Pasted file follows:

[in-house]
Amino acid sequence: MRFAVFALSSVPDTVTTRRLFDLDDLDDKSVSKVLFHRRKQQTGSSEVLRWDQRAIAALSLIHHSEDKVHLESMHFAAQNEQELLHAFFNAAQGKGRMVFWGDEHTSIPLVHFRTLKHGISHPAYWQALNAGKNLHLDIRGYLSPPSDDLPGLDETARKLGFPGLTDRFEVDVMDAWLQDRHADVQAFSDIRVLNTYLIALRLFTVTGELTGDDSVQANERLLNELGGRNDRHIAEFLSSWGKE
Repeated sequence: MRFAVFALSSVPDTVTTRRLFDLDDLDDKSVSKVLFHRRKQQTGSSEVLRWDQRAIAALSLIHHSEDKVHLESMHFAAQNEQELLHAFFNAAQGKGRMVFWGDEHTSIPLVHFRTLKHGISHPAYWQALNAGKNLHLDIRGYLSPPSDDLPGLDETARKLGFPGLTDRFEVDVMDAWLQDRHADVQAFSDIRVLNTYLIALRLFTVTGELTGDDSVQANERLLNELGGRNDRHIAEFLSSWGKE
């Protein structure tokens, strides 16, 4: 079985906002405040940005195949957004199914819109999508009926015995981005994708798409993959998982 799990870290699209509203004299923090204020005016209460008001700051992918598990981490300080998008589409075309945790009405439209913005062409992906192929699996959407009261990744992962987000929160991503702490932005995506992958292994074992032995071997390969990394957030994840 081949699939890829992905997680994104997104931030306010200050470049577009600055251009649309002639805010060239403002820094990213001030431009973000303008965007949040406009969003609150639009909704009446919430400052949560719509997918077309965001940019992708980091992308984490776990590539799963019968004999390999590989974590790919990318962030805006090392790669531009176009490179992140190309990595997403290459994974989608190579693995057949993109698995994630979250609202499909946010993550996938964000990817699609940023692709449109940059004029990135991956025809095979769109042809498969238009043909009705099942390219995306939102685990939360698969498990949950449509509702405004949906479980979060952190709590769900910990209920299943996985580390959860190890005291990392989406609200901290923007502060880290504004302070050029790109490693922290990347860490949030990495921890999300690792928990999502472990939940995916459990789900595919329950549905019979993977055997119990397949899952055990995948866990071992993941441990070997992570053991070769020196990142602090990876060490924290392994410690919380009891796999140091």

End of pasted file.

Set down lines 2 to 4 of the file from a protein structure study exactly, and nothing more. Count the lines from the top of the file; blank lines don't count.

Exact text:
Amino acid sequence: MRFAVFALSSVPDTVTTRRLFDLDDLDDKSVSKVLFHRRKQQTGSSEVLRWDQRAIAALSLIHHSEDKVHLESMHFAAQNEQELLHAFFNAAQGKGRMVFWGDEHTSIPLVHFRTLKHGISHPAYWQALNAGKNLHLDIRGYLSPPSDDLPGLDETARKLGFPGLTDRFEVDVMDAWLQDRHADVQAFSDIRVLNTYLIALRLFTVTGELTGDDSVQANERLLNELGGRNDRHIAEFLSSWGKE
Repeated sequence: MRFAVFALSSVPDTVTTRRLFDLDDLDDKSVSKVLFHRRKQQTGSSEVLRWDQRAIAALSLIHHSEDKVHLESMHFAAQNEQELLHAFFNAAQGKGRMVFWGDEHTSIPLVHFRTLKHGISHPAYWQALNAGKNLHLDIRGYLSPPSDDLPGLDETARKLGFPGLTDRFEVDVMDAWLQDRHADVQAFSDIRVLNTYLIALRLFTVTGELTGDDSVQANERLLNELGGRNDRHIAEFLSSWGKE
């Protein structure tokens, strides 16, 4: 079985906002405040940005195949957004199914819109999508009926015995981005994708798409993959998982 799990870290699209509203004299923090204020005016209460008001700051992918598990981490300080998008589409075309945790009405439209913005062409992906192929699996959407009261990744992962987000929160991503702490932005995506992958292994074992032995071997390969990394957030994840 081949699939890829992905997680994104997104931030306010200050470049577009600055251009649309002639805010060239403002820094990213001030431009973000303008965007949040406009969003609150639009909704009446919430400052949560719509997918077309965001940019992708980091992308984490776990590539799963019968004999390999590989974590790919990318962030805006090392790669531009176009490179992140190309990595997403290459994974989608190579693995057949993109698995994630979250609202499909946010993550996938964000990817699609940023692709449109940059004029990135991956025809095979769109042809498969238009043909009705099942390219995306939102685990939360698969498990949950449509509702405004949906479980979060952190709590769900910990209920299943996985580390959860190890005291990392989406609200901290923007502060880290504004302070050029790109490693922290990347860490949030990495921890999300690792928990999502472990939940995916459990789900595919329950549905019979993977055997119990397949899952055990995948866990071992993941441990070997992570053991070769020196990142602090990876060490924290392994410690919380009891796999140091």